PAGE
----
Instructables

How to change the inner tie rod on a Subaru Outback

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Picture of How to change the inner tie rod on a Subaru Outback
...As the title says. A national chain wanted over $250 to do this job. I did it myself in about an hour -with tools I had around the house. It should be as quick or quicker for you, if you follow this instructable. If I had had an instructable like this, I probably could have done this in 45 minutes or less, without rushing. The parts ran me about $50.
 
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Step 1: Tools Needed

Wheel chocks or rocks, bricks
Jack stand(s)
Breaker bar/extension
Needle nose pliers
Locking pliers or Vice Grips
Channel locks
Rubber mallet or hammer
19mm open wrench
19mm deep well socket and matching socket wrench
Spray paint or nail polish
Center punch or punch or medium sized, regular, non-high quality flat head screw driver

Step 6: Mark your territory

Mark the current position of the outer tie-rod end with spary paint or nail polish, or whathaveyou

THE FOLLOWING IS NOT NECCESARY FOR THIS INSTRUCTABLE:

At this point, you can use a 19mm open wrench and a pair of vice-grips to remove the outer tie rod. Secure the vise-grips to the outer tie rod's flat spots, use the box wrench to loosen the locking nut, then unscrew the outer tie-rod. Count or mark the threads. If you were just doing the outer tie rod, you'd be done here.

THE PRECEDING IS NOT NECCESARY FOR THIS INSTRUCTABLE:

Step 9: Removing the boot: Part Three

Go back to the side of car, where you removed the castellated nut

Grab the boot and slide it towards you. Alternatively, you can roll the boot over itself. This will expose the inner tie-rod end.

Step 10: Unstake my heart: Or unstaking the washer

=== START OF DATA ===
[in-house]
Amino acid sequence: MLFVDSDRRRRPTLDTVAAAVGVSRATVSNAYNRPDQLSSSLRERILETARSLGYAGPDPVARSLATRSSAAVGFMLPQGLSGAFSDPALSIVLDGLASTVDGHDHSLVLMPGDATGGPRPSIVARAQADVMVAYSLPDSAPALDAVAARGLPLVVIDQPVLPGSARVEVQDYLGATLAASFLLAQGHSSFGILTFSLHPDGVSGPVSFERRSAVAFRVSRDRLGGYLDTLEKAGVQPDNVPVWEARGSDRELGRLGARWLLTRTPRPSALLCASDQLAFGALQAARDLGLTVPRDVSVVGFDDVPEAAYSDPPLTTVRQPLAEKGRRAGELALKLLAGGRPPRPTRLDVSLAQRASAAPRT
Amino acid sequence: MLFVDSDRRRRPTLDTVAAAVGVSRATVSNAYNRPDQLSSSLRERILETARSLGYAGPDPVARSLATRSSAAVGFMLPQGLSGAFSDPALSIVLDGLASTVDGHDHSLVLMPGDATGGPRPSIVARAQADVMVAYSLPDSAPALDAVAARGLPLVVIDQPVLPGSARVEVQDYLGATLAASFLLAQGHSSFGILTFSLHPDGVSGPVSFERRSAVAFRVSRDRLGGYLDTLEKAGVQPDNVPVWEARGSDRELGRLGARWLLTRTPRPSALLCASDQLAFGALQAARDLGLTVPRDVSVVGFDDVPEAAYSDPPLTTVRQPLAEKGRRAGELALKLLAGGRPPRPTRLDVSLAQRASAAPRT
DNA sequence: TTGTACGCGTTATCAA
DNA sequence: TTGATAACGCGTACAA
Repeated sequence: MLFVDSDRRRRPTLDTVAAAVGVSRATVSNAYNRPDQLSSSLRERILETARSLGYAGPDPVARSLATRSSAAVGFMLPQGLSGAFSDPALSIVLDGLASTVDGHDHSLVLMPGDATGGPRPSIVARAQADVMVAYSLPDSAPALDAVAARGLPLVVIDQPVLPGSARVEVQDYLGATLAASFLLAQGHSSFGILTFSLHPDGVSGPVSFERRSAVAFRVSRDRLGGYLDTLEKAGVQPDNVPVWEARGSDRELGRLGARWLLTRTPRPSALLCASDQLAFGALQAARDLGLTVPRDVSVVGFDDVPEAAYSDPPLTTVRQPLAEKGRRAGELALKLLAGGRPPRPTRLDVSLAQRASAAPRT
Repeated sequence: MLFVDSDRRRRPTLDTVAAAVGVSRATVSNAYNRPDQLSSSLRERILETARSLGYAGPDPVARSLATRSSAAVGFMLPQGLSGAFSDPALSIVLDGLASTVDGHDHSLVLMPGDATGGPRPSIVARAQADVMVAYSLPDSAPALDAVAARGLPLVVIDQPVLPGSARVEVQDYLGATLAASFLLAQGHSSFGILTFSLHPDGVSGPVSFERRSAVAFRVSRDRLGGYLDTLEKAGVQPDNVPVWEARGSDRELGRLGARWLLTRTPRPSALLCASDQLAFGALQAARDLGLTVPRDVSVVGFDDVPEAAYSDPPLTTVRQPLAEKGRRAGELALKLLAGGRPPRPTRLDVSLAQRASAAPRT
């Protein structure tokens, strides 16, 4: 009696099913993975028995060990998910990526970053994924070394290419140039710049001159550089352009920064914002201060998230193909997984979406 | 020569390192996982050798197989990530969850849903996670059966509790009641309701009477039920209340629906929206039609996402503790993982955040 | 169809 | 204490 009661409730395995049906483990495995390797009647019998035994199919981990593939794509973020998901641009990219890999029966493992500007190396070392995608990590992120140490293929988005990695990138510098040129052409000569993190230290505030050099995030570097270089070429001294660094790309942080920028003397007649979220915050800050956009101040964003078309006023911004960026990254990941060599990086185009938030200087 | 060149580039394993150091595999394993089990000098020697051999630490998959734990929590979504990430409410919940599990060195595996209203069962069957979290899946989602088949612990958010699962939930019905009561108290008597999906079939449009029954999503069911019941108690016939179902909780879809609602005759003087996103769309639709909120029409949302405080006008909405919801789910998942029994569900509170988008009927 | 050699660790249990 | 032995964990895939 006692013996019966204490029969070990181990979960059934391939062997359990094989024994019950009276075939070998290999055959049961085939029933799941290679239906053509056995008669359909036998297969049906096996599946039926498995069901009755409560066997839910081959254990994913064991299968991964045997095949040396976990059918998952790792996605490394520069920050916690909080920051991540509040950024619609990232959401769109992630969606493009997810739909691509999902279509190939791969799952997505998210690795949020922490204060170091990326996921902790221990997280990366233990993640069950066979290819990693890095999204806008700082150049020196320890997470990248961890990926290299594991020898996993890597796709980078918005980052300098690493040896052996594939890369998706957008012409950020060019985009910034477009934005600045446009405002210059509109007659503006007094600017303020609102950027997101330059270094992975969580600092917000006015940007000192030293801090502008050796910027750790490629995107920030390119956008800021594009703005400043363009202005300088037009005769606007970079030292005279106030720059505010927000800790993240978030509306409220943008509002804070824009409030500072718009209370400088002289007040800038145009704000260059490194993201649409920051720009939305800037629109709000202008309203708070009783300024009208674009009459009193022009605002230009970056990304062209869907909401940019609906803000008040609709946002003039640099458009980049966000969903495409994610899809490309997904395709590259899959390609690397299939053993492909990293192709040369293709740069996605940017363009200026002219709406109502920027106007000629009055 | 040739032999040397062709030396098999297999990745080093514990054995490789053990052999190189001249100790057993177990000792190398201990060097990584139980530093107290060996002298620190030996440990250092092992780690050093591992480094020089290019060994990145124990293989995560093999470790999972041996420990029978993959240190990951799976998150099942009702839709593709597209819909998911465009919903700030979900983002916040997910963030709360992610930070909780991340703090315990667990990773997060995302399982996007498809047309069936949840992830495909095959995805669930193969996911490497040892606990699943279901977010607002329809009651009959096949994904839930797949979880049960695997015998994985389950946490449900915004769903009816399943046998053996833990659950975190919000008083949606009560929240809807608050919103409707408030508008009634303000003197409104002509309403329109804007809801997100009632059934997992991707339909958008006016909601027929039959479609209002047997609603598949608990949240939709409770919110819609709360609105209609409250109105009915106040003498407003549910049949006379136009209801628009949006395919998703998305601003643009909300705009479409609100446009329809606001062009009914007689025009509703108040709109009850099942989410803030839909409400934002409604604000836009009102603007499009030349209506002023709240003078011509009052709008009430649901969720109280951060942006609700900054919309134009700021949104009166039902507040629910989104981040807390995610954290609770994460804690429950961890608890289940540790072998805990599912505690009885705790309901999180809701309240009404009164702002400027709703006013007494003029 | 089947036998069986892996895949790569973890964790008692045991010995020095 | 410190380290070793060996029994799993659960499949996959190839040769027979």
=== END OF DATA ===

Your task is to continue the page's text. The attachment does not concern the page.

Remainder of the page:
At the rear of the inner tie-rod is a staked washer of sorts, you must unstake this washer. I used a flat head screw driver and a hammer. A punch is the proper tool. I didn't have one handy.

Step 12: On comparing rods

My replacement inner tie rod was a different style than the original, so I lined up the sockets and then screwed the old outer tie rod to the same position compared to the old inner tie rod.

Be sure to put the boot back on the inner tie rod BEFORE securing the outer tie rod to the inner tie rod. I didn't do that in this picture, so I wasted a few minutes taking it apart again.

Step 13: Installation is the reverse of removal

Installation is the reverse of removal. My iPhone's battery died, so I have no pictures of this process.  However, it's pretty straight forward.

Thread the boot onto the inner tire rod
Install the inner tie rod with the locking pliers
Stake the new washer
Pull the boot over the inner tire rod and secure it to the same place you unsecured it from
Put the outer tie rod back into the wheel assy.
Replace castellated nut
Put new cotter pin in
Put wheel back on



Notes:

With the inner tie-rod off of the car, slip or thread the boot on. I had to thread it on.
If the cotter pin wont come out, then break off what you can and torque it out with the 19mm socket.
If you can't get the remnants of the cotter pin out of the threaded rod on the outer tie-rod end, drill it out. I used WD-40 as a drill lube.

boxcarl1 year ago
picklefork!
criggie3 years ago
What is a staked washer in step 10 ? how do you unstake and restake (?) this washer ?
ill13 (author)  criggie3 years ago
...also a "centerpunch" or "punch" is the proper tool [versus a screwdriver]
ill13 (author)  criggie3 years ago
jeepers, how do i describe staking a washer?. So, say you have a flat washer, laying flat on the ground...What you are going to do is take a flat head screw driver and hold it, perpendicular to the washer, then hit the handle of the screwdriver with a hammer, vertically -as if the screwdriver were a nail. This ought to dent the washer in such a way that it is no longer flat. That is essentially staking a washer. Unstaking would be the opposite, which would be removing the dent you made. This is probably something a friend or relative could do/or show you quicker than I can describe
thx
auersperg4 years ago
 Nice work and a good homemade, i like this kind of homemade. I repare a lot of things of my mother´s car and it cost me 1/10 of the cost in a repair shop, and it work´s perfect. Sorry about my english . . . i´m from chile and here we speak spanish, so it´s not that easy write in english. 
Good bye and good luck!